"It wouldn't be my preference [to interchange the games, movies and novels out of order]. My preference is that you would read all four books in order. Are you familiar with C.S.Lewis and his book 'The Lion, The Witch and The Wardrobe'? The thing about those seven books is that you can read them in any order you like, but it helps to read them in the order that he intended. It will be the same with Abarat."
Barker Worse Than His Bite?
By [ ], PC Gameplay.co.uk, 19-23 February 2001
"I was supposed to be doing a series of erotic paintings for an exhibition in LA which I had done every year for the
three/four years previous to that time. And kaspar just appeared on the canvas in place of anything faintly erotic, and I
didn't have any idea what my head was cooking up...
"I'd been trying to get HarperCollins to allow me to write and publish something along the lines of Narnia - in the sense of it being a collection of books about the same world. I think the publishers had said 'No' about four years before I eventually did the Wolfswinkel painting. My mind had actually been cooking things up for a while, and it just had a passion to make this work somehow. As I had been stymied on the writing part of it, I think the painting side had decided to erupt in its place.
"A long, long time before all this, I had conceived of doing something like a book of hours. It's a medieval idea where a painter and a monk get together and make a one-off copy of a book which could be consulted for prayers and meditations at any hour of the day. So if you wake up in the middle of the night, you can go to your book of hours and look up some useful things. I've always loved that idea, it always seemed really cool to have a book divided up into hours. And that's when the whole notion of turning it into a topography came, let's have an archipelago of hours."
By Sandy Auden, The Third Alternative, Issue 40, Winter 2004/2005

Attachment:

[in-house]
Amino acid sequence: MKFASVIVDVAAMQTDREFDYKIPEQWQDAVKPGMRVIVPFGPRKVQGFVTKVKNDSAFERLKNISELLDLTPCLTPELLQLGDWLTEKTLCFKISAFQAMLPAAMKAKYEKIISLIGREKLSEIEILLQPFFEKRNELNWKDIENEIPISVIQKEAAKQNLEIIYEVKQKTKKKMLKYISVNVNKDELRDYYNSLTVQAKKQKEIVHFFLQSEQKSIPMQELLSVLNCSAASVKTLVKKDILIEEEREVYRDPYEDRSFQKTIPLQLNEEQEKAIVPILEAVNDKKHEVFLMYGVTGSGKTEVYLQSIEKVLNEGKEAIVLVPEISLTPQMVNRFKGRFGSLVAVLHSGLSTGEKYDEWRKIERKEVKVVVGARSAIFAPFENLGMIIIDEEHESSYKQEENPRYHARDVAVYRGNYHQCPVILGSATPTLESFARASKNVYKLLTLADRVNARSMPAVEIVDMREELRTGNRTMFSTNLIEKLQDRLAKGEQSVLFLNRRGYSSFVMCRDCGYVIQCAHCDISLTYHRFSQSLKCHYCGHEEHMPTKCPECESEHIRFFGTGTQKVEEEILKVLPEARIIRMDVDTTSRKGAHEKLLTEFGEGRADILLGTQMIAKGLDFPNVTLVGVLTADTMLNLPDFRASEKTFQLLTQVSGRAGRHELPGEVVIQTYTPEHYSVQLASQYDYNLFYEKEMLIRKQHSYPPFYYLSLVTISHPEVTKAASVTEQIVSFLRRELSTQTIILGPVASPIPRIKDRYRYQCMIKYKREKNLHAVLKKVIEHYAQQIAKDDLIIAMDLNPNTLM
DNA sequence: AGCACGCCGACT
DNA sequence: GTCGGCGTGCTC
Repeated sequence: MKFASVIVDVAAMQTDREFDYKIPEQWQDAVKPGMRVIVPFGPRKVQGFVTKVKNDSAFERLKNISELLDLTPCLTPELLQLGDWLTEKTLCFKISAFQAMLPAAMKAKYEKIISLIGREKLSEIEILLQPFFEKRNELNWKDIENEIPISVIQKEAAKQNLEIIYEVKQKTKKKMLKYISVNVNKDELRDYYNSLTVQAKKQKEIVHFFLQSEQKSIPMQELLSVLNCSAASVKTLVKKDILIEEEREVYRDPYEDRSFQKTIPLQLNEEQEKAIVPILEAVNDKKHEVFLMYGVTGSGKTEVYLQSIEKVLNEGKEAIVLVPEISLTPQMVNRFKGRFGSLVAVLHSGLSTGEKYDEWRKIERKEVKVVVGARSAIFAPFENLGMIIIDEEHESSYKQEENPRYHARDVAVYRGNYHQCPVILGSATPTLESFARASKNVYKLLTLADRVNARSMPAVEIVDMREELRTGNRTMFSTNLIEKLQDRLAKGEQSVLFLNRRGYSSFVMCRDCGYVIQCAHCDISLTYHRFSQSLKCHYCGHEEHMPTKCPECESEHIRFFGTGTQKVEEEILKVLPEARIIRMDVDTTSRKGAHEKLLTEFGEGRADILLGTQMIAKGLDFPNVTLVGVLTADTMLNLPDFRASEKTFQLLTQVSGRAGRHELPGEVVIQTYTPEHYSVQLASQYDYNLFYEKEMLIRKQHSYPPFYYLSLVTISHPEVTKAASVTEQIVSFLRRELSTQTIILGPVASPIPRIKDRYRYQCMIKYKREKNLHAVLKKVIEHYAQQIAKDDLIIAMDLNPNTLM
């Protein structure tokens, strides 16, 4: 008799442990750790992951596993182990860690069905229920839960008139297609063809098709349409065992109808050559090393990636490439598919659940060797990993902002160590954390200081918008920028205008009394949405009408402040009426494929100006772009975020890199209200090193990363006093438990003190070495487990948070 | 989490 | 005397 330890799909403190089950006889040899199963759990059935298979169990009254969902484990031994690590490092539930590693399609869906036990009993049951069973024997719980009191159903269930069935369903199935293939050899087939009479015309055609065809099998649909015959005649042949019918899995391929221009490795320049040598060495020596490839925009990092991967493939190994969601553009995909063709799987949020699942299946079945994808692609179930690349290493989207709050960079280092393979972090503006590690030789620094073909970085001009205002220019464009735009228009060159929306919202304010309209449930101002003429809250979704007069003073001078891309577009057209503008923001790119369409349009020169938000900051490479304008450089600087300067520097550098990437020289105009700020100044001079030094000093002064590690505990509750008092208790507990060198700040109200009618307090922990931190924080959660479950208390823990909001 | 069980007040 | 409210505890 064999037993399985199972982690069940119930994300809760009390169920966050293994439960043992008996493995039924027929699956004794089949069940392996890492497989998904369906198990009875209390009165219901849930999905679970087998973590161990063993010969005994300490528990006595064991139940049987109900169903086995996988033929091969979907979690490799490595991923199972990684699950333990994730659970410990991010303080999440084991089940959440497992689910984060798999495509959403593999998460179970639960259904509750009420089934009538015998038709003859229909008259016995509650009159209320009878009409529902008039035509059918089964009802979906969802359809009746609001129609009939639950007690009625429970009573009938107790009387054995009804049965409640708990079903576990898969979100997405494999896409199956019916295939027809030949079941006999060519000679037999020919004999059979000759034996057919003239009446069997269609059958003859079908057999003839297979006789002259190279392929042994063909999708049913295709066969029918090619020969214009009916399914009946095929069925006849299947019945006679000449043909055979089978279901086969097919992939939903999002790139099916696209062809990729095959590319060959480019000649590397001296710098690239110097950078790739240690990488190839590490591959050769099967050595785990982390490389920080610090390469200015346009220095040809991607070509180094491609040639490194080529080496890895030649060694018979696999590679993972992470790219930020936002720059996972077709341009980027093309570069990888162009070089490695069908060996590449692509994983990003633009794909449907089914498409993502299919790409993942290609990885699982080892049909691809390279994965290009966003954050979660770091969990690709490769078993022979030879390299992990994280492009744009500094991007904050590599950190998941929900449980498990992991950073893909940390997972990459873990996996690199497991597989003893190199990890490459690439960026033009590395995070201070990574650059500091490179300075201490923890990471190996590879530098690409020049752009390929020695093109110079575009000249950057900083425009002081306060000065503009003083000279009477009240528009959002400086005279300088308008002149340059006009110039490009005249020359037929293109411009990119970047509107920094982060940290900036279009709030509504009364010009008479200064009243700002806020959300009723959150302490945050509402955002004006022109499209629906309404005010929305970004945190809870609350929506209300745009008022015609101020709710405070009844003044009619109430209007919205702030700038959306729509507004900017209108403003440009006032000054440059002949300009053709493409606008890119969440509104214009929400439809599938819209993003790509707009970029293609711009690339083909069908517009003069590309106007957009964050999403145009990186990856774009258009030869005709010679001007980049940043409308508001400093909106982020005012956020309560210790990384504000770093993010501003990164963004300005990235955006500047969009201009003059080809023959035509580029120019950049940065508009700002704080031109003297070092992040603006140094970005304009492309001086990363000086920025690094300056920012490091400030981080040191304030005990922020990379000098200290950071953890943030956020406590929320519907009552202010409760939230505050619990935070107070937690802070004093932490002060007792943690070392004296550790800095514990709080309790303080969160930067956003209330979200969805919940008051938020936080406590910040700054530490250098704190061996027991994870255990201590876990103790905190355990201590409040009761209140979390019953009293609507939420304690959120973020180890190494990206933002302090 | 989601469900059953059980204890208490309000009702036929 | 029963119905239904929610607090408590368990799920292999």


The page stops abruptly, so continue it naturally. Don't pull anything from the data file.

"Out of the back of his [Christopher Carrion's] head and feeding into
this fluid are two pipes which drain the nightmares out of his cranium
and into the fluid. He's living constantly in a soup of his own
"Why are all these adults reading Harry Potter? We lack magic in our lives. We turn on the television and it fails to enchant us. We are a culture steeped in its own irony and cynicism. I think one of the things we've seen in the Harry Potter phenomenon it that adults, teenagers and children can all enjoy the same thing - if it's the right same thing.
"I think my best job is to be the imaginer here and to simply continue to enrich this world. It took C. S. Lewis about 10 years to get through the seven books of the Narnia series. And of course, Baum was writing the Oz books almost until he died. I pretty much think I'm going to be in Abarat, in some form or another, for a very long time - and that's where I want to be."
Clive Barker Gives Disney A Nightmarishly Edgy Kid Flick Rep
By Kathleen Tracy, KidScreen Magazine, May 2001
"There are now 290 paintings. From that, I am writing the first of the four texts, which is sitting in front of me right now on my desk. Many of the paintings which I am using as starting off places for the story, which I'm writing are now three or four years old, but they've been a part of my psyche and it's a very interesting way to go about it for me. Will I ever do it again? Probably not, because 290 oil paintings is a lot of painting! By the time I finish, there'll be 400-ish, something like that. Frankly, I just don't think I have it in me to ever do something on this scale again."
Clive's Busy, Busy, Busy, Busy Year
By Smilin' Jack Ruby, 13th Street, 12 July 2001
"[Abarat] I'm incredibly excited about. I am coming within 2 weeks of finishing the book and in a way, the thing it will remind you most of will be Weaveworld, because it has a wild imagination and it has great villains and it has some big ideas floating around in it, you know?"